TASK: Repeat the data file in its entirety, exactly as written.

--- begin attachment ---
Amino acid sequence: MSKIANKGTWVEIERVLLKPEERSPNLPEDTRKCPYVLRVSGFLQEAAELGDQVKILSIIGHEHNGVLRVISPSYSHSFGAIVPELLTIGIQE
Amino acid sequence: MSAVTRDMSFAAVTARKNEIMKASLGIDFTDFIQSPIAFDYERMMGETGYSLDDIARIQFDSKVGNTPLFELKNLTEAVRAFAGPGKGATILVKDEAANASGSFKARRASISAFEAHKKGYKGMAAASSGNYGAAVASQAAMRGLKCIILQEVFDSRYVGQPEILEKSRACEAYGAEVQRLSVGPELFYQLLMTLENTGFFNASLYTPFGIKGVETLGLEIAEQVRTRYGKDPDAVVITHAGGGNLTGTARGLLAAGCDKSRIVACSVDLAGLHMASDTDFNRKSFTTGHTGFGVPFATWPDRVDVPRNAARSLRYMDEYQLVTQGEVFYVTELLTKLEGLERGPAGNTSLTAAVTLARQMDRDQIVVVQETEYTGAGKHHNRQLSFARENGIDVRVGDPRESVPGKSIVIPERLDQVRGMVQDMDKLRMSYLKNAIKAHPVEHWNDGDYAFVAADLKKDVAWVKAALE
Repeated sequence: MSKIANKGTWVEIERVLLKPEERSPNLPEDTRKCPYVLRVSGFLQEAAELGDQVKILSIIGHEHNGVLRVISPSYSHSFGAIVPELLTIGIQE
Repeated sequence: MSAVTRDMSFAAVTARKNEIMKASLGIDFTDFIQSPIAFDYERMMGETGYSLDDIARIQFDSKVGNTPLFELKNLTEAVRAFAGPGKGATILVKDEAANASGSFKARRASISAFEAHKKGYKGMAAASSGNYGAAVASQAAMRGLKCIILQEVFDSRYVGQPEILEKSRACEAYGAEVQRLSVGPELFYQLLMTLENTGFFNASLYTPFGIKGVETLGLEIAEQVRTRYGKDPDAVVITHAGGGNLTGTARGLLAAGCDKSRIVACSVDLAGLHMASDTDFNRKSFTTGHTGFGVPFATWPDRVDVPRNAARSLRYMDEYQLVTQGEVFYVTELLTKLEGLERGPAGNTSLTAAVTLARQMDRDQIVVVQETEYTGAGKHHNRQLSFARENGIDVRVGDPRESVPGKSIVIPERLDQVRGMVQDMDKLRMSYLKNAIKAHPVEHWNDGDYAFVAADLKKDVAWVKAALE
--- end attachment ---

Amino acid sequence: MSKIANKGTWVEIERVLLKPEERSPNLPEDTRKCPYVLRVSGFLQEAAELGDQVKILSIIGHEHNGVLRVISPSYSHSFGAIVPELLTIGIQE
Amino acid sequence: MSAVTRDMSFAAVTARKNEIMKASLGIDFTDFIQSPIAFDYERMMGETGYSLDDIARIQFDSKVGNTPLFELKNLTEAVRAFAGPGKGATILVKDEAANASGSFKARRASISAFEAHKKGYKGMAAASSGNYGAAVASQAAMRGLKCIILQEVFDSRYVGQPEILEKSRACEAYGAEVQRLSVGPELFYQLLMTLENTGFFNASLYTPFGIKGVETLGLEIAEQVRTRYGKDPDAVVITHAGGGNLTGTARGLLAAGCDKSRIVACSVDLAGLHMASDTDFNRKSFTTGHTGFGVPFATWPDRVDVPRNAARSLRYMDEYQLVTQGEVFYVTELLTKLEGLERGPAGNTSLTAAVTLARQMDRDQIVVVQETEYTGAGKHHNRQLSFARENGIDVRVGDPRESVPGKSIVIPERLDQVRGMVQDMDKLRMSYLKNAIKAHPVEHWNDGDYAFVAADLKKDVAWVKAALE
Repeated sequence: MSKIANKGTWVEIERVLLKPEERSPNLPEDTRKCPYVLRVSGFLQEAAELGDQVKILSIIGHEHNGVLRVISPSYSHSFGAIVPELLTIGIQE
Repeated sequence: MSAVTRDMSFAAVTARKNEIMKASLGIDFTDFIQSPIAFDYERMMGETGYSLDDIARIQFDSKVGNTPLFELKNLTEAVRAFAGPGKGATILVKDEAANASGSFKARRASISAFEAHKKGYKGMAAASSGNYGAAVASQAAMRGLKCIILQEVFDSRYVGQPEILEKSRACEAYGAEVQRLSVGPELFYQLLMTLENTGFFNASLYTPFGIKGVETLGLEIAEQVRTRYGKDPDAVVITHAGGGNLTGTARGLLAAGCDKSRIVACSVDLAGLHMASDTDFNRKSFTTGHTGFGVPFATWPDRVDVPRNAARSLRYMDEYQLVTQGEVFYVTELLTKLEGLERGPAGNTSLTAAVTLARQMDRDQIVVVQETEYTGAGKHHNRQLSFARENGIDVRVGDPRESVPGKSIVIPERLDQVRGMVQDMDKLRMSYLKNAIKAHPVEHWNDGDYAFVAADLKKDVAWVKAALE